Superannuation: if there is a $1.6m tax-free pension fund cap, why have a contribution cap?
Astute readers will be aware that W&D is very grumpy about the government's budget changes to the superannuation system.
And as a resident of a 'safe' Liberal seat, let W&D give you the whisper, the knives (silver, of course) are out. Fury is too modest a term.
The fury is not at the $1.6m retirement tax-free cap (it's seen as sort of fair) or, indeed, the $25,000 concessional (or tax-deductible) annual cap. Although W&D thinks that cap is absurdly low.
The fury is at the $500,000 lifetime cap on non-concessional contributions. Because the government will actually lose tax revenue. This is one of the most stupid policies ever released.
Work with W&D on this.
Firstly, superannuation 101. Essentially, there are two phases to superannuation, with the current regime being:
...more or less before retirement. Tax-deductible ('concessional') contributions are generally allowed up to $30,000 p.a. After-tax ('non-concessional') contributions - NCCs - are allowed up to $180,000 p.a. Income and capital gains are taxed at 15%, with capital gains taxed at 10% on investments held for greater than 12 months.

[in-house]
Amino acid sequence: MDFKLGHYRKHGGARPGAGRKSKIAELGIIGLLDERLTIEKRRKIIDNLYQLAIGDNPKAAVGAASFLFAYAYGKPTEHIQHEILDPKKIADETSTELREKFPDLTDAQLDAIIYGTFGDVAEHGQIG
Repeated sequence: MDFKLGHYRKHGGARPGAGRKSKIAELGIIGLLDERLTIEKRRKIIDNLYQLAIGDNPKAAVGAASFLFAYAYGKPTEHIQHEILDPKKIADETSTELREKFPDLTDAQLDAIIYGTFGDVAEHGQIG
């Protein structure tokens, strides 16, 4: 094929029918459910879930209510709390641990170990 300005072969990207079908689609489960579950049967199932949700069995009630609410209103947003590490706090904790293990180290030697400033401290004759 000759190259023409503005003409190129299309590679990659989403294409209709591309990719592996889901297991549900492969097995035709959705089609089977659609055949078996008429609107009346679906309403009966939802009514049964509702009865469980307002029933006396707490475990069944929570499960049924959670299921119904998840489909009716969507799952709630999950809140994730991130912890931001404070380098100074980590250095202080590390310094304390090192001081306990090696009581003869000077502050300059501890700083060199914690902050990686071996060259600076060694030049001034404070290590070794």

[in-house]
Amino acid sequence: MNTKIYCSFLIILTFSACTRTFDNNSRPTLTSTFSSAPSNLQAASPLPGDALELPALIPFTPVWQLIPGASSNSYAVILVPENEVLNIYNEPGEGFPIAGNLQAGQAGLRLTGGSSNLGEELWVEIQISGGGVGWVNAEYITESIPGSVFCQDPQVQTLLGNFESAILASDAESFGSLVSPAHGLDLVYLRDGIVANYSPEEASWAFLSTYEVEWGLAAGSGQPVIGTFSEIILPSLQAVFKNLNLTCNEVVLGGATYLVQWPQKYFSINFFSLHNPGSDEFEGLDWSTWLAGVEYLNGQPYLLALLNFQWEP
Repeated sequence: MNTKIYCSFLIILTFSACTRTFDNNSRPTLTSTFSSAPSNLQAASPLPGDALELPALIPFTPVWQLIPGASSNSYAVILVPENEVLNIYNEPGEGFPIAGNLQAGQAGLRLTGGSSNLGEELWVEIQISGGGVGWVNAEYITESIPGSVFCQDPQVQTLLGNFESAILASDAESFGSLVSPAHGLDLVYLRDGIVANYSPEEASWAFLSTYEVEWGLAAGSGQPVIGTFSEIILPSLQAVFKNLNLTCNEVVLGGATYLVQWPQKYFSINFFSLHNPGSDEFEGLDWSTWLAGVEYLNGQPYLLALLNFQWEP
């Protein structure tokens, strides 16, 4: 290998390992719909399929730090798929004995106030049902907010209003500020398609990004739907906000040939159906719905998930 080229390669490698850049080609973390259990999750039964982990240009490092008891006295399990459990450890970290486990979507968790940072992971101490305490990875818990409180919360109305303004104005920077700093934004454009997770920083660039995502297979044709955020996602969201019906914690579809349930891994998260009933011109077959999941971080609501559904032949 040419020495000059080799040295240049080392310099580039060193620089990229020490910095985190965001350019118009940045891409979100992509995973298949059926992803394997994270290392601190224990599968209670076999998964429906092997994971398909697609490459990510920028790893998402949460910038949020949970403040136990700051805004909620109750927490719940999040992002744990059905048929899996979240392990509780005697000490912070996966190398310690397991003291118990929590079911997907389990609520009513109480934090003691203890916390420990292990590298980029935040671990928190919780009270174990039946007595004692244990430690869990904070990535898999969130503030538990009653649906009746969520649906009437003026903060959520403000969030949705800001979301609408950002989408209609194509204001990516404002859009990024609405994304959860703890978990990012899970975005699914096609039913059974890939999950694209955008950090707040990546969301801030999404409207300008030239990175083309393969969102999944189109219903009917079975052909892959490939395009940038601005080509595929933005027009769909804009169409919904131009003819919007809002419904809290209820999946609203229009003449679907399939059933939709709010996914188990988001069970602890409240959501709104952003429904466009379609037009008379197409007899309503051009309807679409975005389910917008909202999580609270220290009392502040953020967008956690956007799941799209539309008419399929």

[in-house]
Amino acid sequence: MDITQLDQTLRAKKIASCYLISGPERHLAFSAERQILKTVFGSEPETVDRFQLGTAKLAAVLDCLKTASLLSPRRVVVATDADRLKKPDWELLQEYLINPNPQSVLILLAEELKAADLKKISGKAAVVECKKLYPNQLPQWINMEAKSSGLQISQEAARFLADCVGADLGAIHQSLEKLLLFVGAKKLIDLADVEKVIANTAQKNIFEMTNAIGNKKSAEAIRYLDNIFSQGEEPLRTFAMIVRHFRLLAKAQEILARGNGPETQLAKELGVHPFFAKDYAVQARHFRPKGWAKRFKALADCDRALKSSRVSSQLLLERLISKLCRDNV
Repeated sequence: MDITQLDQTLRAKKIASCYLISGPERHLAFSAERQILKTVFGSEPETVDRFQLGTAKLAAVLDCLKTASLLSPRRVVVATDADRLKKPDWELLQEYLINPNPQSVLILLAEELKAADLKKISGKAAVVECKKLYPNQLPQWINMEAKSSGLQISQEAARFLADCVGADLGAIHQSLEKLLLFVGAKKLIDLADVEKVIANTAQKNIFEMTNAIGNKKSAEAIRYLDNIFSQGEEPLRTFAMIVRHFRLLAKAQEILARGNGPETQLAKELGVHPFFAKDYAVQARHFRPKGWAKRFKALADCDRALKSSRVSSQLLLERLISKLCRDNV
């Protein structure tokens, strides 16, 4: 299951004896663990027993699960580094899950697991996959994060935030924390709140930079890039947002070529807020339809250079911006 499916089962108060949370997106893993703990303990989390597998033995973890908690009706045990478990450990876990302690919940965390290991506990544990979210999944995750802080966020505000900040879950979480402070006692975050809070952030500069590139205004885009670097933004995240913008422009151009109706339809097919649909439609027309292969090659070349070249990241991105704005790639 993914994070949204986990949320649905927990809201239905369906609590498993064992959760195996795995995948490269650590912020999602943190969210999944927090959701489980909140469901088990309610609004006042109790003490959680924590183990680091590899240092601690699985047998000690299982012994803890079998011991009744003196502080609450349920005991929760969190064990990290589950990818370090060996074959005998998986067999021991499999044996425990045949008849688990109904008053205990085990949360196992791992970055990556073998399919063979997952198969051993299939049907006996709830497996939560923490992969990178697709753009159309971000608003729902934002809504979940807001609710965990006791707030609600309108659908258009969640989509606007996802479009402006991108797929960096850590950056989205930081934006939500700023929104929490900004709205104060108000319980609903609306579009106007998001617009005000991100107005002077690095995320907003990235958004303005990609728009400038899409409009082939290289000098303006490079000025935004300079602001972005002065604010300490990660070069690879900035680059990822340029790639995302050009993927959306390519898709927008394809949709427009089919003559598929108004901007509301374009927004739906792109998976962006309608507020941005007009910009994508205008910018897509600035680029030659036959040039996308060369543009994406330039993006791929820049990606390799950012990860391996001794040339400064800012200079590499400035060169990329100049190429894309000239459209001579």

...more or less post-retirement. Income and capital gains are taxed at 0%. And withdrawals are taxed at 0%. Minimum amounts, defined by a member's age and account balance, must be withdrawn each year.
Ignore the issue of backdating the lifetime contribution limit to 2007 and just focus on a $500,000 NCC cap. The government argues that this cap is there as a tax-saving measure, to stop the superannuation system being used as a tax-shelter.
But the government has a pension phase tax-free account cap of $1.6m. That is, funds in a pension account up to $1.6m will not be taxed. Anything more than that will be taxed at 15%, i.e. as if in accumulation phase.
Therefore, assuming a member has used up his/ her lifetime limit, the government's tax saving is the difference in tax it gets from:
- funds in, as it were, the retirement accumulation phase (flat tax rate of 15%); and
- funds hypothetically invested outside superannuation (tax at the member's marginal tax rate).
Assuming this $500,000 lump sum is ready for investment and a 6% net investment return giving income of $30,000:
In the first case, the tax is $4,500.
In the second case, assuming the member has no other retirement savings, then with low rate thresholds, reasonable offsets and deductions, the tax on that amount is... $0.
So, how smart is this?
Tax the government receives if the $500,000 is invested under the old policy: $4,500
Tax the government receives if the $500,000 is invested under its new policy: $0